Dance is omnipresent in India and especially Hindu temples are richly decorated with depictions of dancing deities (nṛtta mūrtis), as well as human dancers. While there are detailed iconographic prescriptions for the former group, the Śilpaśāstras (manuals on the creation of images) give no hints of the latter category. Highly specialised series of dance reliefs visualise the definitions of the Nāṭya Śāstra (a treatise on performing arts), especially the description of 108 movement-units, called karaṇas. However, a closer look at other dance reliefs reveals that most of those images are rather constructed by following artistic conventions for symbolic dance depictions. The striking uniformity of those relief series, which was mirrored also in earlier dance murals, suggests that the artists became extremely dependent of those orally transmitted visual markers.

This paper traces the development of those conventions from the emergence of visual markers for dance imagery during the early centuries CE to newly created dance sculptures from the 20th and 21st century in the Tamiḻ region between Chennai and Madurai. A comparison of representative dance depictions in temple reliefs and paintings provides valuable insights into the question of artistic freedom. In this regard, the existence of un-written stylistic conventions for the visual representation of dance shall be discussed. A crucial question is whether those rules were restricted to one medium or applicable for both, sculptures and paintings. A detailed study of dance imagery may provide some answers to the debate on the significance of authoritative conventions versus artistic freedom. Did sculptors or painters also introduce innovative solutions for dance imagery or were they bound by tradition?

Birgit Angelika Schmidt
Graduate Conservator and Research Fellow at the Museum for Asian Art, Berlin and doctoral candidate at the Institute for Near Eastern Archaeology at the Freie Universität, Berlin, Germany

Climate and Resources Dependencies in the Buddhist Art and Architecture Along the Northern Silk Road


Surrounded by high mountains, situated on the northern edge of the Tarim Basin, the archaeological remains of the rock-cut and structural monastic settlements bear witness to the once flourishing Buddhist culture along the northern Silk Road. It was the preferred trade route after the oases of the southern route had dried up between the end of the 3rd and the 5th century AD, probably due to a change in climate. The fact that prosperous civilizations formed preferentially in the oases, which were fed with abundant meltwater from the mountain rivers and were blessed with mineral resources, demonstrates the extreme dependence on the climate and the resulting availability of resources.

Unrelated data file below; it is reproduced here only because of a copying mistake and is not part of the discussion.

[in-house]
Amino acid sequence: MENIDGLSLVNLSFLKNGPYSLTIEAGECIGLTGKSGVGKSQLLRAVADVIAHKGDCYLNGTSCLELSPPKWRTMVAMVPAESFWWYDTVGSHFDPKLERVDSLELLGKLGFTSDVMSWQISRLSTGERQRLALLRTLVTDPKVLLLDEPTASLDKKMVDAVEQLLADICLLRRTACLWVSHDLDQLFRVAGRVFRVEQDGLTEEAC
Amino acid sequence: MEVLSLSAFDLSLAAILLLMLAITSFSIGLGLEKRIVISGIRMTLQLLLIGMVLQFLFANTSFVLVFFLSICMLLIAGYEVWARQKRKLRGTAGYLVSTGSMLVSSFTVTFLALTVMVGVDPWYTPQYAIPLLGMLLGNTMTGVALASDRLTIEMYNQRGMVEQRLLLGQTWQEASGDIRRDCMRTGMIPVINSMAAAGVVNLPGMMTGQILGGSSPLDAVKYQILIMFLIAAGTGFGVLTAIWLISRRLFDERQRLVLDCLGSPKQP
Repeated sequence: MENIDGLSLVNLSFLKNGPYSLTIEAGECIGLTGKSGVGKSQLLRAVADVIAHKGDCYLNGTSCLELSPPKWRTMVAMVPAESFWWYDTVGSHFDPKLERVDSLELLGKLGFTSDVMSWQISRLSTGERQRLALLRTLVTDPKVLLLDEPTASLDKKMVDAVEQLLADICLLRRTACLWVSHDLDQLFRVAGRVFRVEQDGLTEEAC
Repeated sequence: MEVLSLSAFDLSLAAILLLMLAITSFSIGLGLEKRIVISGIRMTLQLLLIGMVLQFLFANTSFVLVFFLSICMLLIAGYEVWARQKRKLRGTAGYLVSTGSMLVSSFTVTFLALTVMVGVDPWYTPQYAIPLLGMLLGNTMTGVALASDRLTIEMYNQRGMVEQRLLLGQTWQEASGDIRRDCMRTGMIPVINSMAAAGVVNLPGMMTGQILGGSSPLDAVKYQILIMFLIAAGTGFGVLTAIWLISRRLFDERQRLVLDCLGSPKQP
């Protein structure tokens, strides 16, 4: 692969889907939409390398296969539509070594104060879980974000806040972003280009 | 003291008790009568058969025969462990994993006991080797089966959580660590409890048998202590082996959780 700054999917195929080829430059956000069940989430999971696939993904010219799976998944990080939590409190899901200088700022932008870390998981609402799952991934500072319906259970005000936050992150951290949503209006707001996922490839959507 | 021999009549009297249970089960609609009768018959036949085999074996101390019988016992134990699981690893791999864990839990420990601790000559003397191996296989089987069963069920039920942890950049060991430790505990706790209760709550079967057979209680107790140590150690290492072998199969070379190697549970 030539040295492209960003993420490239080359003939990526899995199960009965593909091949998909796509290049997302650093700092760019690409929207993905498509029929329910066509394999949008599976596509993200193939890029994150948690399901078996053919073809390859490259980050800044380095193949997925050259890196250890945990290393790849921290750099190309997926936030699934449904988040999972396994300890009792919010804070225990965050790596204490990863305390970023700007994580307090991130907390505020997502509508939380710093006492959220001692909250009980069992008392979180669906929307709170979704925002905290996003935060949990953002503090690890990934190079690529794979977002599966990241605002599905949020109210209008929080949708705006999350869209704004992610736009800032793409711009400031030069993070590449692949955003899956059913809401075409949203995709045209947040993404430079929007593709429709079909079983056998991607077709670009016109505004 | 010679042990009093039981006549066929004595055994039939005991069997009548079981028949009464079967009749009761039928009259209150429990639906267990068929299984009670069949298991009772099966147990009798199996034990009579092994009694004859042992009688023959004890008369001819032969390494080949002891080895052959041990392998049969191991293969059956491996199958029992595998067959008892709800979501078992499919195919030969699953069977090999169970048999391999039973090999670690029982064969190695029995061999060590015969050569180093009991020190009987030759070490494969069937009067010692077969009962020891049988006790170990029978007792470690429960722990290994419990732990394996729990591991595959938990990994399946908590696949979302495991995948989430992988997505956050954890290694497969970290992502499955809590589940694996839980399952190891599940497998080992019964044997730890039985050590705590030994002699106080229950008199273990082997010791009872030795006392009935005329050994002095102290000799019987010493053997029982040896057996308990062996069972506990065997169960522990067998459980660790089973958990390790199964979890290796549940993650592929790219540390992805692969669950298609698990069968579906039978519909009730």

This contribution will discuss the extent to which the extreme arid climate and the lack of vegetation influenced the architecture and construction methods and thus, also the development of arts and crafts production in these regions. Based on the archaeological traces and material remains, the preferred construction methods and the local building materials will be identified and illustrated.

The rock-cut and structural architecture of three selected find regions, namely Kucha, Shorchuk and Turfan, as well as their artistic decorations in the form of wall paintings and sculptures, will be examined under the aspect of climate and resource dependency, but also possible artistic freedoms within these dependencies will be revealed, if possible.

Which decisive influence the extreme summer heat and the extreme cold, brought by the icy desert winds, in winter had on the choice of location and the type of construction will be illustrated with various examples. Under the aspect of "Embodied Dependencies and Freedoms", a contribution and an approach to the hitherto largely unexplored artistic communities in the Buddhist kingdoms along the northern Silk Road is hereby to be made.

Prof. Dr Pratyush Shankar

Dean, School of Environmental Design and Architecture, Navrachana University, Vadodara, India

Snigdha Srivastava

Conservation Architect, India

Indigenous Modernity’s in Dependent Princely States: Design of Public Places in Baroda